Post-sternotomy chronic osteomyelitis: is sternal resection always necessary?

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Abstract

OBJECTIVES:

The goal of this study was to investigate alternative strategies to the sternal resection in the treatment of post-sternotomy osteomyelitis. We report our experience in the treatment of chronic infection of median sternotomy following open heart surgery without sternal resection.

METHODS:

A 4-year retrospective study was performed, consisting of 70 patients affected by post-sternotomy sternocutaneous fistulas due to chronic osteomyelitis: 45 patients underwent only medical treatment and 25 underwent steel wire removal and surgical debridement (conservative surgery). Of the 25, 7 patients underwent an additional vacuum assisted closure (VAC) therapy due to widespread infected subcutaneous tissue. The diagnosis of osteomyelitis was supported via 3D CT scan images.

RESULTS:

Complete wound healing was achieved in 67 patients including a patient who achieved healing after being affected by a fistula for over 24 years before coming under our observation, another, affected by mycobacteria other than tuberculosis osteomyelitis, who needed antimicrobial treatment for a period of 30 months and 2 who were affected by Aspergillus infection and needed radical cartilage removal. Fistula relapses were observed in 6 patients of the total 70, possibly due to the too short-term antibiotic therapy used in the presence of coagulase-negative Staphylococcus (CoNS) with multiple resistances and in the presence of Corynebacterium species.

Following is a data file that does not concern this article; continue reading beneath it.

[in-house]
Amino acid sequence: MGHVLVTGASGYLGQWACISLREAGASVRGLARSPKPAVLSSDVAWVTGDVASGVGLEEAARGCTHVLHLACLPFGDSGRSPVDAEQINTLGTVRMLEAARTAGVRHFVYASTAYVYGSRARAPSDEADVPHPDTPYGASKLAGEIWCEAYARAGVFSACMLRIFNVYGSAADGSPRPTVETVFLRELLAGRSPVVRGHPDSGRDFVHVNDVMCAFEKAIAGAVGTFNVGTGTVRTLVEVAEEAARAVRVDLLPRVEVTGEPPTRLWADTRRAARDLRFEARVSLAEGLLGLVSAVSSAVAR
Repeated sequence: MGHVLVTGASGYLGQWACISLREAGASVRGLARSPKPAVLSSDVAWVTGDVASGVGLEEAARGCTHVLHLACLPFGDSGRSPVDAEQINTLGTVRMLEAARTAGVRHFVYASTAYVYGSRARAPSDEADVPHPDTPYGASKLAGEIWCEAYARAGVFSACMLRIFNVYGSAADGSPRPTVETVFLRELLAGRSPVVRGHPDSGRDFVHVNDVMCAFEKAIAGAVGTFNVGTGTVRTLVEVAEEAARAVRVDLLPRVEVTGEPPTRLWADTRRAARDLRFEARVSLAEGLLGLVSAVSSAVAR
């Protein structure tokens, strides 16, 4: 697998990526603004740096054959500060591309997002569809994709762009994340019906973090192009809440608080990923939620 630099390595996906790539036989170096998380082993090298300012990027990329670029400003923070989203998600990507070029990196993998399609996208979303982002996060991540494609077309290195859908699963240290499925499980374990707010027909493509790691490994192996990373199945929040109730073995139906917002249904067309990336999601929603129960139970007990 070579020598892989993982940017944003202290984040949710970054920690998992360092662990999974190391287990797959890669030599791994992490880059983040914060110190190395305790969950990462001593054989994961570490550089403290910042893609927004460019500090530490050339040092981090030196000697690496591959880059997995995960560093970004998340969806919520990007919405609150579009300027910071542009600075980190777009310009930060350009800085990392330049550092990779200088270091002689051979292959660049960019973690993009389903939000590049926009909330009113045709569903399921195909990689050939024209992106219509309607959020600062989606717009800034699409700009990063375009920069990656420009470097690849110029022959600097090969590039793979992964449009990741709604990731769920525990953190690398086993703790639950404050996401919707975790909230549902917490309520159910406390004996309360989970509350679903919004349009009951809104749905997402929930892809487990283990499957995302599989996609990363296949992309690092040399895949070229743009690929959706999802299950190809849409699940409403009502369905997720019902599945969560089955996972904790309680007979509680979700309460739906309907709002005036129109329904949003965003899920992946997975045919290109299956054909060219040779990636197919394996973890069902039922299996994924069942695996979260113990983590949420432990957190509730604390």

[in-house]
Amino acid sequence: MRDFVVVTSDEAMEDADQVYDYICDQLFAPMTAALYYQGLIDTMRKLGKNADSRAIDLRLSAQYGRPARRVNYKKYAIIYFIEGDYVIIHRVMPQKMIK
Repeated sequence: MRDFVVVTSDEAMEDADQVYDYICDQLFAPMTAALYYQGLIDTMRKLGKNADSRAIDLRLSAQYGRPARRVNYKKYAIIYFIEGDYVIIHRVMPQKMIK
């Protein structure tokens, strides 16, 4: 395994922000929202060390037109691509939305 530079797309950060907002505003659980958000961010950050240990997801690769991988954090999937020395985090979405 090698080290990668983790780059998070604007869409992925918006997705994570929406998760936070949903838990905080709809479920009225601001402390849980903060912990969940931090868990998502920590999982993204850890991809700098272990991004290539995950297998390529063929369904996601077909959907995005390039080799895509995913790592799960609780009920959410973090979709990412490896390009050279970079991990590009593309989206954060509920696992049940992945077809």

CONCLUSIONS:

Post-sternotomy chronic osteomyelitis can be successfully treated mainly by systemic antimicrobial therapy alone, without mandatory surgical treatments, provided that accurate microbiological and radiological studies are performed. The presence of CoNS and Corynebacterium species seemed to be associated with a need for a prolonged combined antimicrobial therapy with a minimum of 6 months up to a maximum of 18 months. The CT scan and the 3D reconstruction of the sternum proved to be a good method to evaluate the status of the sternum and support the treatments. The VAC therapy was not useful in treating osteomyelitis, although, if used appropriately in the postoperative deep sternal wound infection with the sponge fitted between the sternal edges, it seems to be an effective method to eradicate the infection in the sternum and to prevent chronic osteomyelitis.

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